riding the rails

What’s cuter than a panting pup in a conductor’s hat? One that’s actually allowed on the train! While pet-friendly national train travel in the U.S. is mostly restricted to service animals, Amtrak has a new pilot program in Illinois that’s geared toward getting canine comrades all-aboard. Here’s how it works:

  • Small dogs (and cats!) in carriers can now board certain trains along the Carl Sandburg, Illinois Zephyr, Illini and Saluki lines.
  • Pets must be kept in carriers that can fit under seats.
  • The weight of pet + carrier must be no more than 20 lbs.
  • Only one pet per passenger – leave the litter at home!
  • Pet reservations must be made in advance, with only four pets per train (lest the trip go to the dogs).
  • One car per train will be designated as the official "pet-friendly car." Riding in other cars or bringing Fido to the dining car is prohibited.

Learn more about Amtrak’s Pet Pilot Program here. On the European rail system, most small dogs can travel with you for a small fee — or even for free.

pets on the bus/subway

What about hopping on a bus with your feline or canine companion in tow? Unfortunately, only service animals are allowed on national bus lines including Greyhound, Peter Pan, Bolt and Megabus. The good news? Some regional bus lines will still let your favorite cuddle-buddy on board (see more below).

If you’re visiting a major metropolitan area, you may want to know if your dog can ride the local bus or subway when you arrive. Pet policies vary from region to region and most will require you to pay an extra fare for your fluffy friend — but fortunately, many regional transit authorities are now Fido-friendly.

  • Boston

    Small dogs in carriers can ride the T Subway System, Bus System and Commuter Rail during rush hour. Off-peak, larger leashed dogs are OK.

  • NYC

    Your small, well-behaved dog or cat is welcome in a bag or crate on the MTA subway, bus and commuter rail system. Woof!

  • Atlanta

    As long as your pet’s in a crate or carrier you can stow on your lap, he can ride with the Metropolitan Area Rapid Transit Authority.

  • Orlando

    Contained within a closed carrier that fits on your lap, your pet is allowed on public buses in Mickey’s town.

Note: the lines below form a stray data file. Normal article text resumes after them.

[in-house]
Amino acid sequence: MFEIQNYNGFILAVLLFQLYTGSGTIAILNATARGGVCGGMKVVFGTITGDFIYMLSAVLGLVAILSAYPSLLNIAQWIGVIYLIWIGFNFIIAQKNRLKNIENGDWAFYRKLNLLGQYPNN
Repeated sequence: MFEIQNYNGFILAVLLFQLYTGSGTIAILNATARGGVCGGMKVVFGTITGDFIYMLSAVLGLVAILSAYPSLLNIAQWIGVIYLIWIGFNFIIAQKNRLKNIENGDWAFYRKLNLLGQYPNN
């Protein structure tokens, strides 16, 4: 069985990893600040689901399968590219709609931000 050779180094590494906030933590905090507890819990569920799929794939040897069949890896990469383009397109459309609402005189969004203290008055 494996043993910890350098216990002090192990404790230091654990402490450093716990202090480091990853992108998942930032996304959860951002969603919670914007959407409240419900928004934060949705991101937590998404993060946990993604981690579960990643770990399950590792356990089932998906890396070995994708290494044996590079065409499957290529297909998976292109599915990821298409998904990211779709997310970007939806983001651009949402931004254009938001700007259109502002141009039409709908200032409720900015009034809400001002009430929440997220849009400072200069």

• Chicago

    Pets riding with the Chicago Transit Authority must be in a carrier and can’t take up their own seat.

  • San Francisco

    The MUNI allows dogs of all sizes on its trolleys, rail cars and cable cars during off-peak hours. From 9 a.m. to 3 p.m., dogs must stay muzzled, leashed and under your seat or in your lap.

  • Denver

    Small dogs in rigid carriers can ride the buses and light rail in the Mile High City.

  • Seattle

    On Seattle buses, Fido’s ride is up to the driver. If your dog’s deemed unruly, smelly or likely to clash with other dogs already on the bus, he may not be allowed.

motion commotion

Car sickness in dogs and cats is common, whether they’re traveling by car, bus or train — especially if they’re not frequent travelers. Pets experiencing motion sickness may show any of these signs:

  • excessive drooling
  • whining or meowing
  • yawning
  • vomiting
  • dry heaves
  • restlessness
  • defecating

a puppy problem: In canine companions, car sickness generally affects younger pups because their inner ears aren’t fully developed. Try to avoid road travel at this time; if you need to take Fido with you, talk to your vet about motion sickness medications or slowly introduce him to car rides.

calming kitty: In feline friends, motion sickness is often a result of anxiety and stress associated with travel. Begin by getting your cat comfortable with her carrier — put soft bedding and special toys inside and leave it open near one of your cat’s favorite nap spots. When she’s used to the carrier, follow the steps below to acclimate her to the car.

acclimating your pet to the car

  • Prepare your dog for future car travel by playing near, then in the car.
  • Make your first trips short, even just around the block. Offer treats and praise for good behavior.
  • For a slightly longer trip, bring your dog somewhere fun, like a park or pet store.
  • Use a pet harness to keep your dog facing forward or put him in a carrier to help him feel secure.
  • Roll down windows a few inches to keep pressure equalized.
  • Keep the car cool. Heat and humidity can trigger nausea.
  • Wait at least two hours after mealtimes to travel, so food is fully digested.
  • If all else fails, your vet can recommend motion sickness medication or herbs such as lavender, chamomile or dog- or cat-specific pheromones (DAP or Feliway® are good) to relieve stress.

the five-star pet hotel guide

Why bar your furry friend from the luxe life when many hotels roll out the red carpet for Bowser and Bella? With so many pet-friendly options available, the question often isn’t whether you should bring your pet, but which hotel to choose!

To search by route:

For detailed hotel information by city, along with pet info and restrictions:

To find pet-friendly rooms available by city:

For pet-friendly accommodations and local activities: